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13 year Relationship Ended and one confused Dad

(65 Posts)
DarthDad Wed 31-Jul-13 05:54:08

Hello all, first post so I'll try and keep it brief but I would love for some advice and perspective about my recent problem.
Myself and OH have been together for 13 years, married for 7 and have a wonderful 3 year old DS.
When DS was one there were significant strains happening in our relationship, arguments, tension and general ill feeling. We were living in Yorkshire with our respective families from Manchester and the Midlands. OH was so desperately unhappy and wanted to move back to the midlands.
We put the house up for sale in 2011 and I began looking for a new job. As things progressed the tension grew worse and we decided that she and DS should move down to the midlands and I would follow.
We got her setup in a tiny house in the same village as her Mum and I would work up North during the week and stay with them from Friday until Monday and obviously when I had any holidays. It was difficult but the changes soon made themselves apparent and OH was a lot happier and was getting back to her normal self, we got DS into a fabulous nursery and all I had to do was keep looking for that elusive job.
5 weeks ago I started my dream job, it let me work from home, pick DS up from nursery and spend more time with OH. Life was finally getting back on track.
Last Sunday after a family day out she announced that she didn't love me, wanted to be on her own and wanted me out of the house.
That has been all the explanation I've had, we spoke about seeing a councillor when I moved back in order to address any previous problems but now she will not entertain the idea. So I find myself in pieces, in a town where I only know her family and back to square one.
So much for keeping it brief, I'm lost and broken and would love for your thoughts and advice, you seem to be a friendly bunch on the whole.

Lackedpunchesforever Fri 02-Aug-13 20:40:36

Who diagnosed her post natal depression ? What treatment has she had for it?

givvusaclue Fri 02-Aug-13 22:08:40

Tell her that since she is the one who wants to end the relationship that she should move out and you should keep custody.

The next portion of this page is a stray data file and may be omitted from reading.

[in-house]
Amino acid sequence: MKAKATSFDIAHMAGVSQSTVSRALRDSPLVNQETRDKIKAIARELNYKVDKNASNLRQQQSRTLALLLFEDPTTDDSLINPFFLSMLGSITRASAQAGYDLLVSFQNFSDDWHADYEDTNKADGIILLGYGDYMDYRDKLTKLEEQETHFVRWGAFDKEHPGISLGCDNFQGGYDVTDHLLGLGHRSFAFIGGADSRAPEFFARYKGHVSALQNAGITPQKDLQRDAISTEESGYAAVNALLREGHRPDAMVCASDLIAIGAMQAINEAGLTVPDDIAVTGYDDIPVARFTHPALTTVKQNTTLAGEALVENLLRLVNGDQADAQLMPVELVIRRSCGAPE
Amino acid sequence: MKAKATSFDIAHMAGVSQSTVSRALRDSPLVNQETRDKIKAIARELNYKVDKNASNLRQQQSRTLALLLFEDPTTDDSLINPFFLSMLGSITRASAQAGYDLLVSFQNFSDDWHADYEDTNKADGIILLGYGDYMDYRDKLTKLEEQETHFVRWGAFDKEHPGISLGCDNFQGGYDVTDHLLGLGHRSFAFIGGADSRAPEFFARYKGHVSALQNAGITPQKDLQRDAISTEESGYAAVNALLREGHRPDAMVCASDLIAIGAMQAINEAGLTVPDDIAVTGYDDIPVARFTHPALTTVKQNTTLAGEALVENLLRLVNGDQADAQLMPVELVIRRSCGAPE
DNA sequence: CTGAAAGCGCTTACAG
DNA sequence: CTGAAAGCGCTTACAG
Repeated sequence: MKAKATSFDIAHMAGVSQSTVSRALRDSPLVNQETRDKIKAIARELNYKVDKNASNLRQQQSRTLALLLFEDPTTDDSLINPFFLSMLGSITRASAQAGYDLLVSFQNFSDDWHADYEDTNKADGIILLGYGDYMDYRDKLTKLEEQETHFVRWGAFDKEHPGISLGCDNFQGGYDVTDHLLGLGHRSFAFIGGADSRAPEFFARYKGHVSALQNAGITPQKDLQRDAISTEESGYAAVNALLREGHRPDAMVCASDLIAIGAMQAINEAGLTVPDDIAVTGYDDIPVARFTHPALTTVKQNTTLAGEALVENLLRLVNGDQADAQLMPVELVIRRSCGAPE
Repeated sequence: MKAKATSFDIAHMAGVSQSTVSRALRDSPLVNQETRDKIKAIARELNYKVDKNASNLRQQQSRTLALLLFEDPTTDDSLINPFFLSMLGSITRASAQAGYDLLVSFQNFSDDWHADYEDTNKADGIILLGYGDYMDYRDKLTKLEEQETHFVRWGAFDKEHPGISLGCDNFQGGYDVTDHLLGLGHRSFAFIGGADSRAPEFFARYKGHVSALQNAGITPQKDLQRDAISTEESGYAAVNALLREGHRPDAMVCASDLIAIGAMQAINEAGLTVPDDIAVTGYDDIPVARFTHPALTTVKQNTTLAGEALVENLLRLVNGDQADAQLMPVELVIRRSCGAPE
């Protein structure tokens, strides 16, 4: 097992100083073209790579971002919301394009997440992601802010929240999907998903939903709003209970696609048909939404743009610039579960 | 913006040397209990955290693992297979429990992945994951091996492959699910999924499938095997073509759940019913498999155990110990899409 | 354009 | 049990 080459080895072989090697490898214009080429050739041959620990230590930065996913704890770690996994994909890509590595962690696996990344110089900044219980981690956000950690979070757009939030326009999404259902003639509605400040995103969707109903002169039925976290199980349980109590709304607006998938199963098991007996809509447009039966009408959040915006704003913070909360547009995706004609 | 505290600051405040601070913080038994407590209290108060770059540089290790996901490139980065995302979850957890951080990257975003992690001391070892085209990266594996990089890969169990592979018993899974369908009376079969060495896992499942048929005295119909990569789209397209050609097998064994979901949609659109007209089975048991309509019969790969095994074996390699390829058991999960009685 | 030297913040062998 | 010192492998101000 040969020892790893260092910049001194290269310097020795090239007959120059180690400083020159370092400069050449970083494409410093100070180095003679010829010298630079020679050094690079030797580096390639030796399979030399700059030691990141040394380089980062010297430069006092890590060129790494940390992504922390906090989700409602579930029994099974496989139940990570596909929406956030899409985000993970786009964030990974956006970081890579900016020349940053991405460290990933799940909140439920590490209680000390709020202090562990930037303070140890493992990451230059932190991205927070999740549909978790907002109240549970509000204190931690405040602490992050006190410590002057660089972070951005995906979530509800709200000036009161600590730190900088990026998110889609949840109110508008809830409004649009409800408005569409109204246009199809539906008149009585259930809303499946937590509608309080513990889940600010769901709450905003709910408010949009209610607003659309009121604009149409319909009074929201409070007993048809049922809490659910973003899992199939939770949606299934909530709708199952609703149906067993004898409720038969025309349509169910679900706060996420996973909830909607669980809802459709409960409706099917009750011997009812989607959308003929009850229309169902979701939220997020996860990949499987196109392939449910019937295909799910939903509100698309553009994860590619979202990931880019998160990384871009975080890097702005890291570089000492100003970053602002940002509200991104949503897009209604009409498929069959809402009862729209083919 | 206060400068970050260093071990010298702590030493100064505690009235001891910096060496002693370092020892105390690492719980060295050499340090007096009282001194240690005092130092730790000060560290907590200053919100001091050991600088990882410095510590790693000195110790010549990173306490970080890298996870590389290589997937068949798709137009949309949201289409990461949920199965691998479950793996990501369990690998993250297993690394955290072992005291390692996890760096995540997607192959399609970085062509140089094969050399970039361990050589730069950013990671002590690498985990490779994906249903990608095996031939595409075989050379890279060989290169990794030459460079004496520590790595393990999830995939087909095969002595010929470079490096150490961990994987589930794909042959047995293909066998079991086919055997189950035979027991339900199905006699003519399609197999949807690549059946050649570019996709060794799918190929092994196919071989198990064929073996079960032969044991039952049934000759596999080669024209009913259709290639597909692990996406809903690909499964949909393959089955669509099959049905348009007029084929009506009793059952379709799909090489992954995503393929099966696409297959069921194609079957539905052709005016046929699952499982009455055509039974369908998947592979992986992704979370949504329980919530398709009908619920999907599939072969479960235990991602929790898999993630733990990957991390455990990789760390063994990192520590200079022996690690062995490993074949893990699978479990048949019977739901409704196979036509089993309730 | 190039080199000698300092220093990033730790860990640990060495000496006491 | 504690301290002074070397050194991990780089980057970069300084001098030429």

I want to end my relationship and I expect to be the one that moves out.

Had you been female and writing this certain people would have been suggesting your partner is having an affair. Of course since you are a man they will stay clear from this thread.

Good luck with it all.

DarthDad Fri 02-Aug-13 23:16:07

I am at loss right now, the "amicable" arrangement where she said that I could use her house until I sort things out (I've stayed away during the week for 2 weeks now) means nothing,
She has asked me to take DS to a friends house on Saturday when I have him rather than staying in the house with him. I asked why she couldn't stay at her mothers or one of her many friends but got no response. I thought I had a handle on all this but am am feeling utter contempt for her and completely isolated, I really am at a loss as to what to do next. I feel like I have no energy to take the next step and look for a flat or house.
I know this will get easier with time but right now I am at an utter low and I'm so tired, I'm sorry for going on but I don't know what else to do.

tightfortime Fri 02-Aug-13 23:23:03

Time for legal advice I'm afraid if she is refusing mediation. Your relationship is over, time to prioritise the child and your relationship going forward with both child and ex, re money, access etc.

You want to be a good dad...protect DS's future, be dignified, calm but no pushover.

Harryhairypig Sat 03-Aug-13 00:01:22